Interesting facts 

That’s how our Ancestors produced Rye Bread

"Give us our daily bread"! This sentence from the Lord’s Prayer represents for us in times of full supermarket shelves mostly only a thoughtless catchword. For our ancestors, however, it was a real concern, a request of existential value. In past times, bread was the main food. Rye bread was put on the table at every meal. But how did our ancestors process grain to bread?

Until the 19th century most of the inhabitants of the World Heritage Region were almost exclusively self-sufficient. At the centre of food production was the bakery, a community institution of the local people.

Initially the inhabitants of Birgisch baked only every few months, later every six weeks, and lastly once a month. The backing week was announced with a notice and through exclamation of the village crier. Once the oven was heated - in winter it took many hours - they baked day and night, in the order as the individual families had previously registered.

The housewife had already prepared the leaven a few days before in the yeast barrel. In the bakery the dough was added rye flour, warm water and salt and placed near the warm oven. After the rise of the dough, it was put into the kneading bowls and supplemented with much flour, water, salt, partly also crushed potatoes. This fairly large mass was now left to rise for two hours in the room at 30 to 35 degrees Celsius. In the next step, the dough from the bowl was put with the dough blade on the "Laibbank", a relatively large table, around which 4 to 5 people could work. In two further working steps, with interruptions in order to let the dough rise, the bread were formed.  They were placed on a board rack on the wall until the  furnace had the necessary heat. Shortly before bringing the loaves into the oven, two half-moon-shaped lines were cut into the surface in order to prevent ugly tearing of the loaf. When the smell of freshly baked bread began to spread, the bakers, who had been working meanwhile for 6 to 7 hours, knew that the work would be finished soon.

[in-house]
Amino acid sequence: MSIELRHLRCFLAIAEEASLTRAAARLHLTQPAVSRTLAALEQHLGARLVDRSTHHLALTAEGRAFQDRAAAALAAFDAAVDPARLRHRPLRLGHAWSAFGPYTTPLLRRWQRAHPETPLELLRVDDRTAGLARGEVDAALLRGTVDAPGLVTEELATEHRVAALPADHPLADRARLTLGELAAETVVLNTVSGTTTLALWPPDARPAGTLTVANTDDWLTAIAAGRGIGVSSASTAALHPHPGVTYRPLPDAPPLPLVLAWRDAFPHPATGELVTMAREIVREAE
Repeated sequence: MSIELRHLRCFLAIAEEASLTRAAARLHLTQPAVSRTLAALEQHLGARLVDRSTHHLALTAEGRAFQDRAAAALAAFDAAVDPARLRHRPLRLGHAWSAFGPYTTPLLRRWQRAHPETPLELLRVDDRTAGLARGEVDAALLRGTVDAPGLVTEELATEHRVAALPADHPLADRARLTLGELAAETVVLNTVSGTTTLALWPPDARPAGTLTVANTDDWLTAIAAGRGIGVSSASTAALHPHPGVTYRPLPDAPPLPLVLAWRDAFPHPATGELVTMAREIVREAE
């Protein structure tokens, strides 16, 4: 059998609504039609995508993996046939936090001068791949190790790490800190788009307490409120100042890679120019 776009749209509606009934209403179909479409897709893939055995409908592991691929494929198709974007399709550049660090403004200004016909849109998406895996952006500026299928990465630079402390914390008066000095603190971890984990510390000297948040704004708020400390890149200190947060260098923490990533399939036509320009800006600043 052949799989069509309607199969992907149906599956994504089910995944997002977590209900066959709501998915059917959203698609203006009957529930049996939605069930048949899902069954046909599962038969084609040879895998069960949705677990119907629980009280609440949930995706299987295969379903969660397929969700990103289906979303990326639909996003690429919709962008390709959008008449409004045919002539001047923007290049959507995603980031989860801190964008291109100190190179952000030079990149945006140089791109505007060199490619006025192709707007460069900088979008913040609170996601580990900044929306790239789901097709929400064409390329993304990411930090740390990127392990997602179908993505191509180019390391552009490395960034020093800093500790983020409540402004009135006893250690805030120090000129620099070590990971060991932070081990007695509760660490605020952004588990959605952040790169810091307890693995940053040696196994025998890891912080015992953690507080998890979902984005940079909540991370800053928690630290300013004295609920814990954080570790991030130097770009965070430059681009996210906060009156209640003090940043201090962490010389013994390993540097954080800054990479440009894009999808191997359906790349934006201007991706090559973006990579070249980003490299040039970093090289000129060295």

The bread remained fresh only for a few days, some time it was still possible to cut it with the knife and finally it was only possible to split it with the bread hoe.

In many villages in the World Heritage Region, the old bakeries have been preserved or restored. For special occasions or even in regular intervals, the bakery houses are still used today. The bread is partly presented for sale in the village shops. In Birgisch you can admire a beautiful bakery, which was renovated in 1995/96 by the municipality.